In a wide-ranging interview with Mashable, Howard also recalled how Lucas first told him about Star Wars on the set of American Graffiti in 1972, explained why the look of the film is a homage to  Lucas’ signature style, and dangled the possibility that Lucas could return to direct more Star Wars films — if the fans wanted.

Here’s our Q&A, which has been edited for length, clarity and the removal of spoilers.

Mashable: One of my first responses to seeing Solo, and I mean this in the best possible way, was: it’s the dirtiest Star Wars ever.  

Ron Howard: Good! That sort of visual honesty was really important to the cinematographer, Bradford Young. I really agreed with it. The idea that really hooked him was that he could shoot some of this in [1971 Western] McCable and Mrs. Miller style. I was thinking of gritty, existential 1970s car movies like Bullitt and Vanishing Point.

M: That was George Lucas’ breakthrough with Star Wars; he talked about the used universe, making space feel lived-in. Did you feel like you were kind of dropping the mic on the used universe? Like, it can’t get more used than this.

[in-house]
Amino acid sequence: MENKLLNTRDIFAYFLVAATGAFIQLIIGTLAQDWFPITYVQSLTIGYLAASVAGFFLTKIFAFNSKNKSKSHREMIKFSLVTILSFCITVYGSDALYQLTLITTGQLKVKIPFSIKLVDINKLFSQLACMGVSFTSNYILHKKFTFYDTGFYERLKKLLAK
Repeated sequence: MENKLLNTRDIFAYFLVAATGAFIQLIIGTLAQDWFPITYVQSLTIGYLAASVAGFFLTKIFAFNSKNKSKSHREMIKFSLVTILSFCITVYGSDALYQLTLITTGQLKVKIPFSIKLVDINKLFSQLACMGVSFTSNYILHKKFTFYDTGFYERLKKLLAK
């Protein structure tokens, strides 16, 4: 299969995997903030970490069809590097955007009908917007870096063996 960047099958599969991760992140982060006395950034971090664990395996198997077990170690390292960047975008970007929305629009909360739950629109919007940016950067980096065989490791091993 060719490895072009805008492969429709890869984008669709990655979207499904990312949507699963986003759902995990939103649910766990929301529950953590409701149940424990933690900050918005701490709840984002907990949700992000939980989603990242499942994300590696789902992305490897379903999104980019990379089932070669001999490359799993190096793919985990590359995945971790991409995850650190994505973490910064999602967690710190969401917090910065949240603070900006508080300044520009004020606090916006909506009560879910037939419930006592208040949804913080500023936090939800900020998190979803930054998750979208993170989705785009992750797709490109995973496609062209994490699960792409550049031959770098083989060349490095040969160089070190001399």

RH: [Laughs] Well, the more you begin to really drill down on the way of life and the characters — and this is probably the most character-driven of the movies. I mean, it’s not an epic war story. It’s not political. It really is: how do these relationships impact Han?

The more up close and personal we get with the characters, the more used the universe is going to feel. It’s those details about how things really work — that’s the stuff prop makers and set designers just love to explore. They pull out references from different corners of our Earth and find ways to adapt them.

M: Were you there saying “throw more mud at that Wookiee?”

RH: Oh yeah, that was part of the promise of this. As action adventure movies go, I always loved Road Warrior. And while there’s nothing post-apocalyptic about Solo, we are in a lawless time. Some of it takes place in frontier towns. [Han’s homeworld] has this grimy port culture with a seedy underbelly. That grime is part of what’s interesting about this movie.